Nicole Richie, John Varvatos, Elle Macpherson, Jessica Simpson
At first glance, NBC's upcoming Fashion Star may sound like a knockoff of Lifetime's Project Runway and Bravo's The Fashion Show. But executive producers, including original Runway co-creator Jane Lipsitz, insist Fashion Star goes one step further.
As host and executive producer Elle Macpherson told reporters at NBC's winter TV preview Friday, it was important to "create a show that was just as much about shopping as it was about fashion."
Premiering Tuesday, March 13 at 9:30/8:30c, Fashion Star's aspiring designers are judged not by fashion magazine editors or designers, but by buyers for Saks Fifth Avenue, Macy's and H&M. The buyers place competing bids on fashions they like and, also unlike Runway and Fashion Show, viewers will then be able to buy the clothes online immediately after the episode airs and the next day in stores. "You're voting with your pocketbook and you can wear the winner," executive producer (and former NBC Entertainment Chairman) Ben Silverman said. "This show lives and breathes because H&M, Macy's and Saks are in it. They make it that much better."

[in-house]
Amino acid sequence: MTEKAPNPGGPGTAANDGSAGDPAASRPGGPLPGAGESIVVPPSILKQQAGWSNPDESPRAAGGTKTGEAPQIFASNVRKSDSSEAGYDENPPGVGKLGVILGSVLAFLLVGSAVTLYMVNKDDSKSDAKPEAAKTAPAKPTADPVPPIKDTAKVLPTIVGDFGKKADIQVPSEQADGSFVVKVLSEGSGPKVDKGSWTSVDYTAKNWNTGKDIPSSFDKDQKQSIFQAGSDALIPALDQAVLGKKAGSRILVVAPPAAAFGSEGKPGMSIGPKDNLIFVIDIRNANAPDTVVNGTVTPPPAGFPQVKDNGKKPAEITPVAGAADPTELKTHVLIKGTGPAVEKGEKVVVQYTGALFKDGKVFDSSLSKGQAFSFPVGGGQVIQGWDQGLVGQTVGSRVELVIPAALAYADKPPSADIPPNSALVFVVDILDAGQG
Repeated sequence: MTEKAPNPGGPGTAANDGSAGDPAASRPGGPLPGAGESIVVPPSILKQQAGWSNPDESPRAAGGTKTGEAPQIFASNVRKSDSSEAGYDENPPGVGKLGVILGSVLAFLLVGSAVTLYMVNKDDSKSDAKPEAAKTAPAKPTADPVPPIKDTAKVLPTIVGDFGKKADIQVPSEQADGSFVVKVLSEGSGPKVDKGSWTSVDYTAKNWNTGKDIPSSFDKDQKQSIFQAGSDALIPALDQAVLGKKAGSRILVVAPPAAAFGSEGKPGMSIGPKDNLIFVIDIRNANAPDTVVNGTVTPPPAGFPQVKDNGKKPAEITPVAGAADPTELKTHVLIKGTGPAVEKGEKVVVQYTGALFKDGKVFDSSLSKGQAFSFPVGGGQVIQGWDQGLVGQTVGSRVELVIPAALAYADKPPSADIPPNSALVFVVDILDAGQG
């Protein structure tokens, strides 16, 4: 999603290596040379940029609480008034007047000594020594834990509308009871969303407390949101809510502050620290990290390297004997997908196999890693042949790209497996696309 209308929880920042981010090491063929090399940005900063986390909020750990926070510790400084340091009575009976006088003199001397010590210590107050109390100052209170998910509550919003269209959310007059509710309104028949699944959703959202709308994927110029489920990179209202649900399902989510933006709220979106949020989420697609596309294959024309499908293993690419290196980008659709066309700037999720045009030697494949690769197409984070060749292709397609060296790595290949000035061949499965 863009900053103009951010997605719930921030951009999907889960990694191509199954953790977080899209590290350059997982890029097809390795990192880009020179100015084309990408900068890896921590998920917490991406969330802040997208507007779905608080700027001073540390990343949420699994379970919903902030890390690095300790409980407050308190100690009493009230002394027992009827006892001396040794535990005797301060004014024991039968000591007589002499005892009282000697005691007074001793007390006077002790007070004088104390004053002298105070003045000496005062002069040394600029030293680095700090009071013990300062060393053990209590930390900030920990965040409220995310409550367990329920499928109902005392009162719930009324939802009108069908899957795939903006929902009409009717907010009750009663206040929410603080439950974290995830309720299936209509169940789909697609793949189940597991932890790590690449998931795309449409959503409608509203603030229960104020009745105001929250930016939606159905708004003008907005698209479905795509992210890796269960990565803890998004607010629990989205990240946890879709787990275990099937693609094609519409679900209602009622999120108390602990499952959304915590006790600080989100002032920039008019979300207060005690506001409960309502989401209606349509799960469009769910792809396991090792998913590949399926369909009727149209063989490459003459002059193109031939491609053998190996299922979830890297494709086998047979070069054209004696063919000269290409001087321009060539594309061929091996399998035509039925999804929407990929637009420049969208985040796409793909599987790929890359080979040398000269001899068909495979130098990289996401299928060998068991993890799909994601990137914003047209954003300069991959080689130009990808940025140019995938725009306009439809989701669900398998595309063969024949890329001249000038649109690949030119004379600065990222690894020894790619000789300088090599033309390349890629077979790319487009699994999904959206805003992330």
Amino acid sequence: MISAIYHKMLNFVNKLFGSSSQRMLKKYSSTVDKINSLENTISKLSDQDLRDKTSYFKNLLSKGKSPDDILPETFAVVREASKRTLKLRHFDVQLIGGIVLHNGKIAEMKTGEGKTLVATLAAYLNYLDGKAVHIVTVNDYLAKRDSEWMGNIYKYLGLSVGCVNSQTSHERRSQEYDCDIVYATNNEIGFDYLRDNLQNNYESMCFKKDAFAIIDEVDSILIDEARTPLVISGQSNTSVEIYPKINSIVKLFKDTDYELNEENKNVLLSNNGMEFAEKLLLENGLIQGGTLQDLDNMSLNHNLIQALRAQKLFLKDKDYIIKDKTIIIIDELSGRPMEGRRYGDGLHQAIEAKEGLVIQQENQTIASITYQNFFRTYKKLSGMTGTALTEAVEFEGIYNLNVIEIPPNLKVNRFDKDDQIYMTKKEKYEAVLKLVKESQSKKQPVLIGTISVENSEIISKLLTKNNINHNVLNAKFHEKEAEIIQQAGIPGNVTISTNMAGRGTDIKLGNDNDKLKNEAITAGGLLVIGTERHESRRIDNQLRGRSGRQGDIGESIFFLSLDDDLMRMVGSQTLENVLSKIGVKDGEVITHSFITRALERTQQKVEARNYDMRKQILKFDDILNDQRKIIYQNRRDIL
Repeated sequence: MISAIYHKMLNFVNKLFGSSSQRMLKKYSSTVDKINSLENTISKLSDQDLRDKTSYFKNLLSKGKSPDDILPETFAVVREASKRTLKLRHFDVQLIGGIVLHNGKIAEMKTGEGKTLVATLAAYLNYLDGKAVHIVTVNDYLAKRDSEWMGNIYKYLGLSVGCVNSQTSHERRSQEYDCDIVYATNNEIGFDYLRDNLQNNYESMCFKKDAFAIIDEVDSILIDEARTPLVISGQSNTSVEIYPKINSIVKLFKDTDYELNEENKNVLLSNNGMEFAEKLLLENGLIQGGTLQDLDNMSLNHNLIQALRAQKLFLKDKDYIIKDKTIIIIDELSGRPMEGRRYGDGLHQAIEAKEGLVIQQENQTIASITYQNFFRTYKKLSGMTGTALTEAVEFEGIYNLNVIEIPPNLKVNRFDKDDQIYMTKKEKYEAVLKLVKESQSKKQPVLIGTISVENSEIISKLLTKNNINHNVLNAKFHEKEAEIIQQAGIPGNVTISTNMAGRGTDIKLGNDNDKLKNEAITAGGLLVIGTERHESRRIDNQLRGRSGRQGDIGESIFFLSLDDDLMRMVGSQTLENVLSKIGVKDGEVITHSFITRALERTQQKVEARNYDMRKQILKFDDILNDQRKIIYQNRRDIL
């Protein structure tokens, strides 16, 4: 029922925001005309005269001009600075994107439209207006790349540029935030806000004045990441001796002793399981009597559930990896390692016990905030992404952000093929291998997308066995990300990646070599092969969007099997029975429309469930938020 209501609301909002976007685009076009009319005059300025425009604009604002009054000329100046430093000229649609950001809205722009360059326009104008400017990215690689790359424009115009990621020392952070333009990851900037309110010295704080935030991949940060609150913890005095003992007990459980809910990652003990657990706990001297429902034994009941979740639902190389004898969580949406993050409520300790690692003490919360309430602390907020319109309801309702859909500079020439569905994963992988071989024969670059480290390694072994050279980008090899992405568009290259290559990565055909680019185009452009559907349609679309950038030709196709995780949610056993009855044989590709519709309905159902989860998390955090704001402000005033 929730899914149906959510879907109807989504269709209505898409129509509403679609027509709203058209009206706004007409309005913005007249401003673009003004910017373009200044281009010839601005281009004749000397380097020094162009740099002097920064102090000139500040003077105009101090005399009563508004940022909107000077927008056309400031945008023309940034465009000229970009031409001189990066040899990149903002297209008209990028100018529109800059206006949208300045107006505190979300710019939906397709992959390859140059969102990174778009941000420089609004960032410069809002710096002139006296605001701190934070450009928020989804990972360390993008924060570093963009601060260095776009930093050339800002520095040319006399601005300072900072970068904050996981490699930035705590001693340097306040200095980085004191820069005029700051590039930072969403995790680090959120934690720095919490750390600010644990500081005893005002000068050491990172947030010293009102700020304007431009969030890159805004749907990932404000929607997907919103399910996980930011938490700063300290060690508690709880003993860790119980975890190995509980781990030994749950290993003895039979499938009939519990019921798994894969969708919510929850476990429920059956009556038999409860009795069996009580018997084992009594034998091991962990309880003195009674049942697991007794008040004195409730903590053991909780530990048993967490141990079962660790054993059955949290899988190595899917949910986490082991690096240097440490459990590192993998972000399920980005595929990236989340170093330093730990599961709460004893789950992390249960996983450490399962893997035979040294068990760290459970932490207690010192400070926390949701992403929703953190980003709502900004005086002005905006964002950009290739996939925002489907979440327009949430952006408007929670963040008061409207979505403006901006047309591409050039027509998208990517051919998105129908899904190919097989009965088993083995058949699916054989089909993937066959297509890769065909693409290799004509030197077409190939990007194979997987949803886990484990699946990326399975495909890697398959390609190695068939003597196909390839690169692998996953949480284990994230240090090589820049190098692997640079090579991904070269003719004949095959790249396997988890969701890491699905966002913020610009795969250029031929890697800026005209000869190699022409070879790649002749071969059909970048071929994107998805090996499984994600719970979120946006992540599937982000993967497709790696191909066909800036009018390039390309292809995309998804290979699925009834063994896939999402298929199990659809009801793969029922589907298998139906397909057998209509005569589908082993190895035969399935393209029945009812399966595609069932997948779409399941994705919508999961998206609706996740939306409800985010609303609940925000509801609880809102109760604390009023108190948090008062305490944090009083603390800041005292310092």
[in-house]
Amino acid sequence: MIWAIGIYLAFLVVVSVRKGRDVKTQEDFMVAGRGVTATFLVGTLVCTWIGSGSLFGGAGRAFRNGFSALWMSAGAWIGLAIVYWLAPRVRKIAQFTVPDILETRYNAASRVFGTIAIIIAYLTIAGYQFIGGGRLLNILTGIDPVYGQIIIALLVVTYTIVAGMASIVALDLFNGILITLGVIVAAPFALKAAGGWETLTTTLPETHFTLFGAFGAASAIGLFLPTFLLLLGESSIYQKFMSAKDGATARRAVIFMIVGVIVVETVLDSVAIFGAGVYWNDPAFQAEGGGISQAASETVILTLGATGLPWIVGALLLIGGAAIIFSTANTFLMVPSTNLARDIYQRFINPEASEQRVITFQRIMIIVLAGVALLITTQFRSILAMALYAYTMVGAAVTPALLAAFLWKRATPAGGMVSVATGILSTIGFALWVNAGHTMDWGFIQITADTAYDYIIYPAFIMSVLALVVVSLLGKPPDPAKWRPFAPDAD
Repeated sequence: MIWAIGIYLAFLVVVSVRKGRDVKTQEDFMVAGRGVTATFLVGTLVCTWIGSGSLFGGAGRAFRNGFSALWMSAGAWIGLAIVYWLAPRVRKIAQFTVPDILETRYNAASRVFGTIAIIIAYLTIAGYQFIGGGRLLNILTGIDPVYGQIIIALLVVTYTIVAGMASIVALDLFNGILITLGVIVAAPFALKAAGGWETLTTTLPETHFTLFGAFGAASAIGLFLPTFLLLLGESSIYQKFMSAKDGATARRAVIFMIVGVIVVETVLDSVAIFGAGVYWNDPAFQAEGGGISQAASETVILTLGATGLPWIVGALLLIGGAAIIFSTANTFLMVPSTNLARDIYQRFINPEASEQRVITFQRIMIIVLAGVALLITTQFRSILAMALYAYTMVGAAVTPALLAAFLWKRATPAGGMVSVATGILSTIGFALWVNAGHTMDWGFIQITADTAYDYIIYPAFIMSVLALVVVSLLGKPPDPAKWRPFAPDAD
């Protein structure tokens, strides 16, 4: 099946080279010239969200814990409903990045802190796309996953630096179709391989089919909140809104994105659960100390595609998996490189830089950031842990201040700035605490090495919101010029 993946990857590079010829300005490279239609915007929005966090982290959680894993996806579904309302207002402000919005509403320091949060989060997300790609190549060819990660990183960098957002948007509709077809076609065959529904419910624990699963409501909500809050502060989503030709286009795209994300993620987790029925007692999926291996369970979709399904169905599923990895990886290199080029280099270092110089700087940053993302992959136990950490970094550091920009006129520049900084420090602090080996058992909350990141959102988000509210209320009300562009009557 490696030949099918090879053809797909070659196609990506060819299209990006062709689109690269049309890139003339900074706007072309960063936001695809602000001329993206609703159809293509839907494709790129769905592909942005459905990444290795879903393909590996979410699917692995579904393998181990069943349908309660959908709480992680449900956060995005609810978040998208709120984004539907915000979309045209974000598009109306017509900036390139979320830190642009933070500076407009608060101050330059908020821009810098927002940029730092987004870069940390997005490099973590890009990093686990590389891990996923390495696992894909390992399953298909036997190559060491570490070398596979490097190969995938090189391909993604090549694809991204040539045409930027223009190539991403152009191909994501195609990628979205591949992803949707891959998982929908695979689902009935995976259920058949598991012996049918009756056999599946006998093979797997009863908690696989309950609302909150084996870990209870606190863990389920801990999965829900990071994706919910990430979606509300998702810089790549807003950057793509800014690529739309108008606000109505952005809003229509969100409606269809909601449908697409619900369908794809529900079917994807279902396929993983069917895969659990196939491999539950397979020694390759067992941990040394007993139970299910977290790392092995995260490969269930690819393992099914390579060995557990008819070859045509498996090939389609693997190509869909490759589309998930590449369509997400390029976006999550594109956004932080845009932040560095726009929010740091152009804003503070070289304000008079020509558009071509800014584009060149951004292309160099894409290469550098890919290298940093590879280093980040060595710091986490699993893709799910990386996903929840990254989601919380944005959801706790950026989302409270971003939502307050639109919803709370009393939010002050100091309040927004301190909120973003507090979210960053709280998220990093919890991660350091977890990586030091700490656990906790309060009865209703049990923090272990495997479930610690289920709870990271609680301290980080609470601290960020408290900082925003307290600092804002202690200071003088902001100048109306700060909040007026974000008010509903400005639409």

Check out photos from Fashion Star
The series was filmed in July and August to ensure the finished clothes would be ready to wear in time for the show's launch. Designers are mentored by celebrity designers including Jessica Simpson, Nicole Richie and John Varvatos and then present their clothes in runway shows that Silverman compared to Victoria's Secret annual televised fashion show.
In any given episode, the buyers will have to compete against each other to carry particular designs exclusively in their stores. But in the end, the winner will be featured in all three stores in a prize Silverman values at more than $6 million. "The competition in the show is really fierce and fun," Silverman said. "They are investing their own money in the prize. They are creating the prize, which is valued over $6 million for the winning designer."
Adds Macpherson: "It's for every women and every pocketbook. It really allows people from every economic situation to tap into what retailer works best for them."